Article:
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Man found not guilty by reason of insanity for attempted murder of woman he believed 'poisoned' the mind of his wife


A man found not guilty by reason of insanity for the attempted murder of a woman he believed was 'poisoning' the mind of his wife has been committed to the Central Mental Hospital.

Lateef Bello (42) from Pheasants Run in Clonee, Dublin 15 pleaded not guilty at the Central Criminal Court to the attempted murder of Adejoke Opesusi at Littleplace by reason of insanity more than two years ago.

He was also found not guilty by reason of insanity of burglary, criminal damage, endangerment and assault causing harm.

Taking to the stand, Doctor Helen O' Neill told the Central Criminal Court today that she had compiled a report on March 12th of this year.

"Mr Bello is a 43-year-old father of six who since being discharged from the Central Mental Hospital(CMH) in 2012 had been living in family home," she said.

"He was diagnosed as suffering from paranoid schizophrenia and he acted on symptoms and committed the offences. My assessment was that Mr Bello's florid psychotic symptoms appeared to be in remission. What is of serious concern is the issue of his very limited insight into his mental illness," said Dr O'Neill. 

"Mr Bello told me: 'no one has told me I have a mental illness,' and said: 'I know nothing about it'. He told me he believes he was 'mentally unwell' and that medication got rid of 'the voice' and other paranoid beliefs," she continued.

"He said: 'if I take this medication I cannot work - it makes me drowsy'. When asked about risk of violence (without medication) he said: 'I don't think I'd be anymore a risk'."

"When because of the illness, there is a serious likelihood of a person causing immediate harm to himself or another person, reception, detention or treatment is likely to benefit the person. There is a strong likelihood of him being non compliant with medication," she said.

"In Mr Bello's case, when he relapsed, he evoked concerns in his wife again to the extent that she expressed fear. Anybody who would become incorporated in Mr Bello's paranoid illusions would be at risk," said Dr O'Neill.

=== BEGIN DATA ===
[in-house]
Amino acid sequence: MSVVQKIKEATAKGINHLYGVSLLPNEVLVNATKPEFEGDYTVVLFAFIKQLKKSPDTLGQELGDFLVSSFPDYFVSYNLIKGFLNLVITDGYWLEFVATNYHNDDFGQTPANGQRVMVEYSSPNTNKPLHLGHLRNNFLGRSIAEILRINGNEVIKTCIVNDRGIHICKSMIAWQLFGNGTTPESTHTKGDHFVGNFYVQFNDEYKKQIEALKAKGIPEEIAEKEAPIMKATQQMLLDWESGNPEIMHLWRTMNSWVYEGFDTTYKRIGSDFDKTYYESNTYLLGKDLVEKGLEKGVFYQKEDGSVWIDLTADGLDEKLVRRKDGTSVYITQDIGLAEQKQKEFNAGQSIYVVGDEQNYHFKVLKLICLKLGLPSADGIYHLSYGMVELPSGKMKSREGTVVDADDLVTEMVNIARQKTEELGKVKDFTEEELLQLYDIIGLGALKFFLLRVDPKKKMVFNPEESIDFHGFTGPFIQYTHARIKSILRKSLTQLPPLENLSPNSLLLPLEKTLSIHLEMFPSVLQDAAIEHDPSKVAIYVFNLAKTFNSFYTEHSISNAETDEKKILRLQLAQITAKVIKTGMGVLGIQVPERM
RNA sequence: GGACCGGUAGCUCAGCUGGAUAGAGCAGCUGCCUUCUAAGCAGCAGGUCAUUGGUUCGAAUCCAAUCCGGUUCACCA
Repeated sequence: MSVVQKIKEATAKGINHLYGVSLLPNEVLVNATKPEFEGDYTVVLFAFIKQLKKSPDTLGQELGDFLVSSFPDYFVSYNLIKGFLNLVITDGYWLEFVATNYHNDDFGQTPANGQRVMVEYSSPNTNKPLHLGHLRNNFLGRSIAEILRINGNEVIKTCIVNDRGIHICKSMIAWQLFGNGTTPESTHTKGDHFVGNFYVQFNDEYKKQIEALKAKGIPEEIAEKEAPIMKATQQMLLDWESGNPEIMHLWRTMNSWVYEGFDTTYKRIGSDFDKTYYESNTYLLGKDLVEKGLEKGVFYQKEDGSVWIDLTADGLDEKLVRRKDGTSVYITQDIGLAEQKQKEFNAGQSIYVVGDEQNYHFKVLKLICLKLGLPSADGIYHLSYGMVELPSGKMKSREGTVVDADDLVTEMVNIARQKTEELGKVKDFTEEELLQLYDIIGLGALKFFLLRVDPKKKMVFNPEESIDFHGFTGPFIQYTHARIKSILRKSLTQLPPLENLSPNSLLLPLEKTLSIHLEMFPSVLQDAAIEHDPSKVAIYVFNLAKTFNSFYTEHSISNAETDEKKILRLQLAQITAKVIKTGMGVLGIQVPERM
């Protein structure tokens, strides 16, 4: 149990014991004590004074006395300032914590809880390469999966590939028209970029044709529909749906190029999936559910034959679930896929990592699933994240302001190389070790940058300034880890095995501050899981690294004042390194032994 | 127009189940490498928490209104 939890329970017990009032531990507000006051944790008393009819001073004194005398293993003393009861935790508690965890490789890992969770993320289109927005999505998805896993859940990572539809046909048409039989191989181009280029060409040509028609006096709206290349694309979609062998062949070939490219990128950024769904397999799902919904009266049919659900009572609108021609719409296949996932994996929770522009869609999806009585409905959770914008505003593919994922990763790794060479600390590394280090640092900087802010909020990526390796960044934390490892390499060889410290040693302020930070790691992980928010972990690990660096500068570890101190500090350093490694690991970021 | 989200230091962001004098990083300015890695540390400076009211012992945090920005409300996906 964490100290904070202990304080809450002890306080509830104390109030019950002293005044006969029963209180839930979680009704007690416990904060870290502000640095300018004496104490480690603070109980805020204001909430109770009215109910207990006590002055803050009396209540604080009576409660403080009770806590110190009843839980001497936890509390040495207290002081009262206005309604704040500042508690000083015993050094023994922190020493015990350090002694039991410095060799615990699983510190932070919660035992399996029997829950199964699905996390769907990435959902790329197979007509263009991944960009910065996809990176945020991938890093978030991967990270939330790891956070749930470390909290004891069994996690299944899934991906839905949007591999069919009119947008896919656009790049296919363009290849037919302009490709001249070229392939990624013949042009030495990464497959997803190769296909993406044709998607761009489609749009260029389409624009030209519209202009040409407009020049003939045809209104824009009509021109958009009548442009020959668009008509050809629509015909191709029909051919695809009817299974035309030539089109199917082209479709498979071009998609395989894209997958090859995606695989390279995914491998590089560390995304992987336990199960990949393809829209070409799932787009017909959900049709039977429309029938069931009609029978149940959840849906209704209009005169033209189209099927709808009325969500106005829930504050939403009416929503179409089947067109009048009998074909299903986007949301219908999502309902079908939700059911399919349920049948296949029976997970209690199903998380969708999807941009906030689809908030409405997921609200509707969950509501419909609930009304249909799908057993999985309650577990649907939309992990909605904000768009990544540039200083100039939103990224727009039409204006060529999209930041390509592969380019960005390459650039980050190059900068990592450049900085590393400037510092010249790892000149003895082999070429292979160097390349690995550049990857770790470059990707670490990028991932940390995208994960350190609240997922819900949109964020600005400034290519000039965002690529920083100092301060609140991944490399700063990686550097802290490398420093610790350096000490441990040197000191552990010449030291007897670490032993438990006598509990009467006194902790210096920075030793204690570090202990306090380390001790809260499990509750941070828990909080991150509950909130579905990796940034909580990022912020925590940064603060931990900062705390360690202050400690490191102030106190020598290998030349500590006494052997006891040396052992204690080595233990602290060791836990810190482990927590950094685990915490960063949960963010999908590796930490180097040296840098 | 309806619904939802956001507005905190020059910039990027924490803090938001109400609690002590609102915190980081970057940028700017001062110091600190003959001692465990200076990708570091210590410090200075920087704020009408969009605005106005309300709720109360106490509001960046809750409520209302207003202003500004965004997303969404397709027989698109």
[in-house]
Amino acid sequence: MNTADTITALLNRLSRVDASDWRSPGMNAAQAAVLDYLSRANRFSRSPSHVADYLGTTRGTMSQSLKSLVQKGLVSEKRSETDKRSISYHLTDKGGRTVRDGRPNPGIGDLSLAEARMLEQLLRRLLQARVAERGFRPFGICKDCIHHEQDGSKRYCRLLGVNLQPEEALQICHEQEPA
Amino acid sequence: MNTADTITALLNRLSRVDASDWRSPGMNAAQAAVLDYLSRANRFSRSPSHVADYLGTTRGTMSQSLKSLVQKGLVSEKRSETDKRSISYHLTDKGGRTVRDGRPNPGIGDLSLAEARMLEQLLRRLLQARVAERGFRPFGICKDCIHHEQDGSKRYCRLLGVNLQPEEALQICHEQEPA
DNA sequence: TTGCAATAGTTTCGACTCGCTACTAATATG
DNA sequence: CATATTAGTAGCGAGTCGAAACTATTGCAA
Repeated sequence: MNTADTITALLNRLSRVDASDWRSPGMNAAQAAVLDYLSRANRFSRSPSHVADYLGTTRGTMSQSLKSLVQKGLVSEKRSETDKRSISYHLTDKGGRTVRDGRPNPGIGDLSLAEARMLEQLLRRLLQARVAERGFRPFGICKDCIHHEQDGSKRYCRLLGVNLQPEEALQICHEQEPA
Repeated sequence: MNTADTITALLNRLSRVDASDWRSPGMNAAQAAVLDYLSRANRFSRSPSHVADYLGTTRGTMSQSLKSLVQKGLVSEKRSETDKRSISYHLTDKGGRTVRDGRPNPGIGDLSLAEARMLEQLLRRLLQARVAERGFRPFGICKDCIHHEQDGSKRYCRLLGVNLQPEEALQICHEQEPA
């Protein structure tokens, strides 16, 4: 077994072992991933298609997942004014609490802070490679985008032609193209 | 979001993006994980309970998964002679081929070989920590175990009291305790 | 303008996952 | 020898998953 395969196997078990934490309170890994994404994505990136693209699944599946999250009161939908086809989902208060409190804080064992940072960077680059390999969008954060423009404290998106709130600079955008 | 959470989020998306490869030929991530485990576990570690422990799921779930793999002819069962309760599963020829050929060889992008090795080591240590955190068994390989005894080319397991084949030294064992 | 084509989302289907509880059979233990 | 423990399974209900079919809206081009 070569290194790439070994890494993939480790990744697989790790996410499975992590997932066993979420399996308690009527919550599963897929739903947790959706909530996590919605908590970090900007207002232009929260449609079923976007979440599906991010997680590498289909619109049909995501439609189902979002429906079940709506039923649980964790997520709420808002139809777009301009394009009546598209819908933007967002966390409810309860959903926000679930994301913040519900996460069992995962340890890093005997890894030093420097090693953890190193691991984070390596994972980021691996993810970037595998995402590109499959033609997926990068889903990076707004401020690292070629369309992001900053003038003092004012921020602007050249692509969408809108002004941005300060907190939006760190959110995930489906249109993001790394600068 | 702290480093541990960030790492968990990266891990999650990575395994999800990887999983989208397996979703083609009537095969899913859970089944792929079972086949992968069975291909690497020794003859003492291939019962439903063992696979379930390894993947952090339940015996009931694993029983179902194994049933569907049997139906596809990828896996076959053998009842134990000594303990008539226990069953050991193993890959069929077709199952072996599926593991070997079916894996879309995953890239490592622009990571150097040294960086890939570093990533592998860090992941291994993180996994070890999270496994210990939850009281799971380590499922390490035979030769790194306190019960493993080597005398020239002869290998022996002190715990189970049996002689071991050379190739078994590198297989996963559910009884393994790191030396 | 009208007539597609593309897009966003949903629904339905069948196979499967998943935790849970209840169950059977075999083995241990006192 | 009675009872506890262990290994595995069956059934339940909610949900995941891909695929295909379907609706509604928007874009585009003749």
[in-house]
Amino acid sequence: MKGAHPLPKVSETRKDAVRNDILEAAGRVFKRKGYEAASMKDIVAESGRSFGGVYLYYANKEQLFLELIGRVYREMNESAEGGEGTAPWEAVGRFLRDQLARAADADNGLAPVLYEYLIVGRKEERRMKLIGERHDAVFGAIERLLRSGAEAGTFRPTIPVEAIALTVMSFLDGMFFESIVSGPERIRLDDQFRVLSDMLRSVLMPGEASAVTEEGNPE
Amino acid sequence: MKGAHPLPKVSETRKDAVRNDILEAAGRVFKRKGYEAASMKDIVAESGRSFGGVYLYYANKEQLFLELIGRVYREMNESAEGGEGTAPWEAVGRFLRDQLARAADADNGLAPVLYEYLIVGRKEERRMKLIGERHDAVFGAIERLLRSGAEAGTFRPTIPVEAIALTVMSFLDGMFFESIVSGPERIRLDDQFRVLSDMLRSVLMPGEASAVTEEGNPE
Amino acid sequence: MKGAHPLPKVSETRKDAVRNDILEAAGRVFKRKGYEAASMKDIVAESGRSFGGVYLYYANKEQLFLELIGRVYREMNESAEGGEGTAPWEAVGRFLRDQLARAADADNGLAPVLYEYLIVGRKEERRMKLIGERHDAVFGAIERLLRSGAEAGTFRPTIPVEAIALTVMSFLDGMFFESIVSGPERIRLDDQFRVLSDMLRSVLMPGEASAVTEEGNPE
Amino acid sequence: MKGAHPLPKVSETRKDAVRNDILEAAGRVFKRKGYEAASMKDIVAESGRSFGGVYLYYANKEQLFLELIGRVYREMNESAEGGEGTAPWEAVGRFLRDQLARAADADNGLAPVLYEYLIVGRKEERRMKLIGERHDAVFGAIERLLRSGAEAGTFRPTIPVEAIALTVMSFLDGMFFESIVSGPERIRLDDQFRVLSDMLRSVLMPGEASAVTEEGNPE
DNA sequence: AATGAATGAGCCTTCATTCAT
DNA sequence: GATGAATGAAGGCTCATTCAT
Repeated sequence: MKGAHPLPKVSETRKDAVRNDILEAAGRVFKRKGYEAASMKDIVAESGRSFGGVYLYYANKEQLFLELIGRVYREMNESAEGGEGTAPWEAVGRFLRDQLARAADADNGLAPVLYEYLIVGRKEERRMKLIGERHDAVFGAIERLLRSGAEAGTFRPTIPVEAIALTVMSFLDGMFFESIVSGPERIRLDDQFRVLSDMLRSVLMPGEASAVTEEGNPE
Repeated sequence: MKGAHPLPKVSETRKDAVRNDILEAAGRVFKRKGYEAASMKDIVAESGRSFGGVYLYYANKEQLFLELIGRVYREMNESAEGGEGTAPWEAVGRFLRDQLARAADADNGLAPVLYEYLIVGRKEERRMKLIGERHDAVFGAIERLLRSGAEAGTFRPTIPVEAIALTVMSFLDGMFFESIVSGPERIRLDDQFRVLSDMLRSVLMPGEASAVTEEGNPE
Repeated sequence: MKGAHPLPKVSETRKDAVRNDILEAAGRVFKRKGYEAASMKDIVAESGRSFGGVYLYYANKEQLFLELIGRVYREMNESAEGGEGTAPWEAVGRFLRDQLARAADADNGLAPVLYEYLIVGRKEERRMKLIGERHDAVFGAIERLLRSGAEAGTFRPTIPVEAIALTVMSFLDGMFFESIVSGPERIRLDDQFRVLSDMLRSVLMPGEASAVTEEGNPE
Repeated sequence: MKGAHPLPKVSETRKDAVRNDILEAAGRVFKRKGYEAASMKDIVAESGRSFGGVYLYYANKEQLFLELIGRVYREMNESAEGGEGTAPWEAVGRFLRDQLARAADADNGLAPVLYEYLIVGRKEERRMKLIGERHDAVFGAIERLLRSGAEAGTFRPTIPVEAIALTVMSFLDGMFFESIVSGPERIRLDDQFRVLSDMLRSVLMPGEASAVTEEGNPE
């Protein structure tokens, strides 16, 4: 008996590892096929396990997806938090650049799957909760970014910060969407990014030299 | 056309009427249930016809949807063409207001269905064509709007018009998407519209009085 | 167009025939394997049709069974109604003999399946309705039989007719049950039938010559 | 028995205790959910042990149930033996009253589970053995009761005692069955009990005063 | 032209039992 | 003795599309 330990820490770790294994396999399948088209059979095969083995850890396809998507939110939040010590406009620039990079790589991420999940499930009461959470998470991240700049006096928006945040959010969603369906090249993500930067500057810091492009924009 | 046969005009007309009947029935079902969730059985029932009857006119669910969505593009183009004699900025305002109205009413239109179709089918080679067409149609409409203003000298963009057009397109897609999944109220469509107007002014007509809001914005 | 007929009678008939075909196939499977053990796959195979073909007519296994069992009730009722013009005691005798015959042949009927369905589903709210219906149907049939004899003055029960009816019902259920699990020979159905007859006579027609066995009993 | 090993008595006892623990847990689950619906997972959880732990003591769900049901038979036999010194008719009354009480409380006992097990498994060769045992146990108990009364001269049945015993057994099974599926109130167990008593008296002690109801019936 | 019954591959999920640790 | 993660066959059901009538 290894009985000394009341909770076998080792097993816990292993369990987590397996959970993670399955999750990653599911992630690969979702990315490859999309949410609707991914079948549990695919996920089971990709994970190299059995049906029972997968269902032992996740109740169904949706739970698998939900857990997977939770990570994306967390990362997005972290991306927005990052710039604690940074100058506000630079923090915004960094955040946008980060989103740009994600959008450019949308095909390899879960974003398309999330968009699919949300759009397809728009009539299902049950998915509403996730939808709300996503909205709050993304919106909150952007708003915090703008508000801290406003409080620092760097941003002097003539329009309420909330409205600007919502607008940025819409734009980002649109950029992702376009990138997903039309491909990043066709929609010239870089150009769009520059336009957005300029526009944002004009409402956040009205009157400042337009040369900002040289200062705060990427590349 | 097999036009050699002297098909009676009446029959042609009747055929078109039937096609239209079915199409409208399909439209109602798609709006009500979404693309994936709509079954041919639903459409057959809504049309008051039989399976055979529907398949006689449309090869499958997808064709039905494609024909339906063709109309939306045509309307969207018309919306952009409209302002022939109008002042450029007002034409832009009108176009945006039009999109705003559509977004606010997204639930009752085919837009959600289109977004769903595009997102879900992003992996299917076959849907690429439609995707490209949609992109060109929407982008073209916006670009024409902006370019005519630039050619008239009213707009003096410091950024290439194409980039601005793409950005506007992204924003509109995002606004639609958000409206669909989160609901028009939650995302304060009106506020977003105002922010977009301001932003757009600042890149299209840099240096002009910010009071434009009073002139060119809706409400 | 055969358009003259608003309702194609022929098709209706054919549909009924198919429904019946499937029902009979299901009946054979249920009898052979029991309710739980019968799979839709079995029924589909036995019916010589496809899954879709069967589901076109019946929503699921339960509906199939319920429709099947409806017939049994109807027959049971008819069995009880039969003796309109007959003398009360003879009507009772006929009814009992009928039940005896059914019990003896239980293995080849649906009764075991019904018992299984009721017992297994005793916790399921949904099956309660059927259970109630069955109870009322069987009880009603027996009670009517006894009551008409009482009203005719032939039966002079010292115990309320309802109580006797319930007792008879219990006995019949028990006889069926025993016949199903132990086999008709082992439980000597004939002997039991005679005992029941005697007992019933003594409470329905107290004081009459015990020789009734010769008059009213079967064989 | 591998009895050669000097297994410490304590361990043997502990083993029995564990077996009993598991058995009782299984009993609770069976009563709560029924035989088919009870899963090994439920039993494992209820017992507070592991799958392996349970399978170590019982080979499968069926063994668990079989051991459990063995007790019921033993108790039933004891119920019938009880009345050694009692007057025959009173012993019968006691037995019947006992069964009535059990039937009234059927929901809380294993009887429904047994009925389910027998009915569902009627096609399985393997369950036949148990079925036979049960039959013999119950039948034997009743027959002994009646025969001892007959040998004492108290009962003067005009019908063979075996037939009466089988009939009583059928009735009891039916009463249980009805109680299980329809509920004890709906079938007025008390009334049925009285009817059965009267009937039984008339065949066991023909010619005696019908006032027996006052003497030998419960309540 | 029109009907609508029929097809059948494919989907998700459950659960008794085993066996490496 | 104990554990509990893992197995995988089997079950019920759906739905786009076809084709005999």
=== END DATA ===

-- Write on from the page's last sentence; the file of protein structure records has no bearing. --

"While his wife was (at risk), she was not a direct victim of violence - it was other people who were incorporated into his beliefs that were. In my clinical experience, especially where compliance is of serious concern, all efforts need to be made to enhance compliance, not just regarding psychiatry."

"Psycho education would be of huge relevance to improve Mr Bello's insight. In the event that Mr Bello was committed to the CMH, the psychotherapy would be implemented. Another one of our pillars of care focuses on risk assessment to reduce risk of further harmful behaviour," she said.

Taking to the stand, Mrs Elizabeth Bello told the court that she has seen a difference in her husband and why he needs medication.

"I know he's sick - I make sure he takes it (medication) every day. I see the difference now, he is getting better," she said.

"He know that he is sick and he makes sure he takes his medicine - If he don't see his children and me his condition would become higher - I am there for him always," said Mrs Bello.

Mr Justice Paul McDermott said that he is satisfied beyond a reasonable doubt that Mr Bello should go to the designated centre for extensive treatment.

"This is a ruling in relation to Mr Bello who has been found not guilty by reason of insanity and was concerned with a number of offences which arose when Mr Bello suffered acute symptoms of paranoid schizophrenia which caused him in February 2012 to carry out the acts which became the subject of the offences from which he was acquitted," he said.

"The consequences of his actions were hugely severe for the victims. He was under the delusion that his wife was having an affair and that he was dead - that he had passed away," said Mr Justice McDermott.

"He attended at a number of premises and inflicted very serious injuries on a number of people."

"It is clearly set out by Dr O'Neill in her reports that there is a fundamental difficulty in relation to the insight of Mr Bello and the details of the attacks which were carried out when symptoms are to the fore, indicated any failure on his part will be catastrophic for others whether himself or people in the community," he continued.

"Mrs Bello was left to deal with this situation on her own at that time. She has shown enormous fortitude and shown good understanding of Mr Bello's situation. It is difficult not to be impressed by Mrs Bello, who was the subject of delusions and suffered greatly, as did her friends and has maintained such an even keel and loving approach," he said.

"My difficulty is that she is left on her own to deal with the disintegration if the medication isn't taken. The very best treatment in care must take place."

"The forensic expertise is not available to the extent that one might hope for in the community. In terms of the psycho education and gaining insight into this illness - the psycho educational pillar of treatment is not available in the community," he said. 

"I am satisfied beyond a reasonable doubt that he (Mr Bello) should go to the designated centre and should be given extensive treatment particularly in relation to his insight into what it is dealing with."

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